• Health – Mental health and wellbeing, physical health improvement, reduction in NHS spend, all could be ameliorated by running select initiatives through community clubs.
  • Education – Attainment, reducing absenteeism and alternative schooling are all the subject of initiatives available at a community group level and this could be extended. However, availability of school estate at an affordable rate remains a barrier.
  • Levelling Up – Grassroots organisations have a high penetration into areas of deprivation where they build community cohesion, fight exclusion and alleviate the poverty gap at low cost.

Studies commissioned by Made By Sport through Keda evidenced that for every £1 invested in sport-for-good, there is a return of £6 in social value,[5] however government funding has to date found it difficult to reach and support the grassroots organisations it was intended for. Consequently, programmes such as the Holiday Activity Fund, backed by the Department of Education for England, have failed to generate the expected scale or impact the investment warranted.

A shift in sport strategy

The UK's government's new strategy for sport 'Get Active' acknowledges that sport and physical activity that it is not merely a conduit to address physical and mental wellbeing but also that it has key role to play in individual, social and community development.

Yet it does not explicitly recognise that inequalities in opportunity are widening, nor how we can tackle disparities in participation levels if the targets for improving the rates of activity in our society are to be met.

Non-traditional "sports clubs" are frequently not recognised by government and governing bodies. They are no less impactful for their efforts to deliver local solutions to local problems, driven by trusted local leaders. This approach offers the greatest potential long-term returns, widening the funnel rather than simply seeking marginal benefit from repeating what has gone before.

The government strategy places emphasis on 'Integrity,' ensuring that sport – whether at grassroots or elite level – is "inclusive and welcoming for all." Yet disability inclusion, for example, remains a challenge as much due a scarcity in investment in accessible infrastructure as cultural shifts.

There is significant spend where participation numbers are the primary metric of success. However, the 'who' is as vital as the 'how many.' It is essential that some of these funds are targeted at our marginalised communities who are least active and are less likely to engage with traditional sporting structures.

Community-based, grassroots organisations offer this alternative pathway. Properly resourcing their endeavours will allow a national strategy to accomplish more, placing a strong and specific emphasis on real social impact.

Barriers vs opportunities

Policymakers strive to reach the individuals and communities that grassroots groups support. As significantly, these groups have an appetite to do even more good.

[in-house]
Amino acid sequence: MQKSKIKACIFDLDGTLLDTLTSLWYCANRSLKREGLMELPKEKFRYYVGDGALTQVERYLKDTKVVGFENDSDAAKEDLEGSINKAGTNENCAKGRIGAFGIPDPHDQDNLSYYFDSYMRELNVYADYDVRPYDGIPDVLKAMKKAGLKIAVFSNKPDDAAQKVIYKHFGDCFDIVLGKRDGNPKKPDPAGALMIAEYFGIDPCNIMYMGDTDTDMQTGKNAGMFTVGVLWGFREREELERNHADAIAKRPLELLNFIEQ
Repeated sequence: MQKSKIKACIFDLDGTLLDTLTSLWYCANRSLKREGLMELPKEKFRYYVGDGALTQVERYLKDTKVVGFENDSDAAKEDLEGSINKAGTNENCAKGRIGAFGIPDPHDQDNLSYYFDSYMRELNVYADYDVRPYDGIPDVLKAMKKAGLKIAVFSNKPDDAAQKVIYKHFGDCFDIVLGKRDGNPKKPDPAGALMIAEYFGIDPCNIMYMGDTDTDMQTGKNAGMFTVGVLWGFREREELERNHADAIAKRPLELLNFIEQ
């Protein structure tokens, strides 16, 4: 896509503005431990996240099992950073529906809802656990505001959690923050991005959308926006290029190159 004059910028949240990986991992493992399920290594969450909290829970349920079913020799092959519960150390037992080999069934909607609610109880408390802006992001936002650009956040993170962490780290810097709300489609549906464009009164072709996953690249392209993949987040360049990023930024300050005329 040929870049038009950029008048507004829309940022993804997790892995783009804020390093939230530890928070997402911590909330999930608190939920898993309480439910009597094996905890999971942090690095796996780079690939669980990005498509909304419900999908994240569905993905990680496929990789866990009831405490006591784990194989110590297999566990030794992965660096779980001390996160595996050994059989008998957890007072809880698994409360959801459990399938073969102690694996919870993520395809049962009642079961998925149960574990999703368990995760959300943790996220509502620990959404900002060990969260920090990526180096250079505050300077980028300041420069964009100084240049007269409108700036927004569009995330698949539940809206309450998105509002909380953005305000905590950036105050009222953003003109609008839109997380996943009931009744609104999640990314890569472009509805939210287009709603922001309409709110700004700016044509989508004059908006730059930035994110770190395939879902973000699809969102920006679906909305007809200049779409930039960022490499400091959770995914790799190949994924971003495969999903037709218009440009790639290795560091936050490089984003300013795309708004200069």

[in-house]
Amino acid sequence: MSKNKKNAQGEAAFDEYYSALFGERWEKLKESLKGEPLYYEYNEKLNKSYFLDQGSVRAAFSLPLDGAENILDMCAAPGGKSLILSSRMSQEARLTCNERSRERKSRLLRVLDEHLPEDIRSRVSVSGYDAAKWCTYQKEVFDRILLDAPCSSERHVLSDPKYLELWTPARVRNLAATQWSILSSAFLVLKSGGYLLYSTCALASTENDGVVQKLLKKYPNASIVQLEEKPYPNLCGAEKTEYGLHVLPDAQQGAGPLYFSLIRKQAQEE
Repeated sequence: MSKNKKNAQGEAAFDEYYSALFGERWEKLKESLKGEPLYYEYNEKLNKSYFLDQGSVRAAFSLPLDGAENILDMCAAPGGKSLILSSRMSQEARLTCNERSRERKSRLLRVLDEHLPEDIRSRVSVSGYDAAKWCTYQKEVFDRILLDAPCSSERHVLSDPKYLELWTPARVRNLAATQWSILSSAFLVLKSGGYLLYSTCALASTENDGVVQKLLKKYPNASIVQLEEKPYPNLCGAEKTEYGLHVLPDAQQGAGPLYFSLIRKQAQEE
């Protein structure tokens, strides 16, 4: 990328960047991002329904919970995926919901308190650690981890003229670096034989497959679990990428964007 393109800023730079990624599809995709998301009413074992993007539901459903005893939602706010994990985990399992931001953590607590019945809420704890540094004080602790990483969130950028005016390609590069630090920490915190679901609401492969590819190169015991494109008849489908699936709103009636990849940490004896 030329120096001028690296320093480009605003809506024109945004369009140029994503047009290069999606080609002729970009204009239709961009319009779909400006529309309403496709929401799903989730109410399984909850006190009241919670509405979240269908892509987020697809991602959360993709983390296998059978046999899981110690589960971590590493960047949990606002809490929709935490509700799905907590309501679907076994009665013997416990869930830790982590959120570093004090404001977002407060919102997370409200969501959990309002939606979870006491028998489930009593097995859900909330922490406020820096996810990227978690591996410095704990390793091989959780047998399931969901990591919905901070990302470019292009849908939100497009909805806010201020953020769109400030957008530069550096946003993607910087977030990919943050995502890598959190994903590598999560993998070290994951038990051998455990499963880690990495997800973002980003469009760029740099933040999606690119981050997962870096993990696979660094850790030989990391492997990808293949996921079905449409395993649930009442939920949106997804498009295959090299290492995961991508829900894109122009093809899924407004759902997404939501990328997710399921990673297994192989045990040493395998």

That will not be realised unless they have a simpler and more progressive relationship towards government and public sector agencies, one which recognises the time and resources constraints.

Charities like Sported alleviate some of the burden by bridging the gap that exists between large-scale institutions and these micro-organisations. But our insight highlights the over-complexities of funding applications or subsequent documentation. Evidenced analysis is important. But excessive paperwork injects disincentives which disrupt the intended outcomes.

Simpler mechanisms for submitting grant applications, clearer signposting, and effective but abbreviated evaluation would add to the returns and improve connections between communities and government.

Many of these groups own or operate small facilities or take on public spaces on an asset transfer basis. Allowing them to access streams of support or tax relief currently reserved for publicly-owned facilities or those overseen by leisure trusts would place them on a more sustainable footing without displacing reach.

Small shifts in the mechanics of government and its agencies would be largely revenue- neutral. But by profiting from the ecosystem of community groups, tangible social impacts can be multiplied.

Teth in London is an entirely volunteer-led group, established to address an urgent need to get more inactive young people active. Besides sport, it runs developmental workshops, alternative education programmes and a mentoring scheme aimed at 11-25s drawn from disadvantaged backgrounds. They must seek funding to support their initiatives which benefit hundreds of families.

Founder Trudy-Ann Campbell said: "Through sports, we use that as active points to take them on a journey."


1. Sported, 'Community Pulse, (2023)' (

2. Sported, 'Community Pulse, (2023)' (

3. Sported, 'Community Pulse, (2023)' (

4. University of Gloucester 'Community Sport Programmes and Social Inclusion: What Role for Positive Psychological Capital?' (2019) (

5. Made by Sport/Newton 'Commercial Giving to Sport for Good' (

Tags: Policy, Sport, Sport for development, community sport, development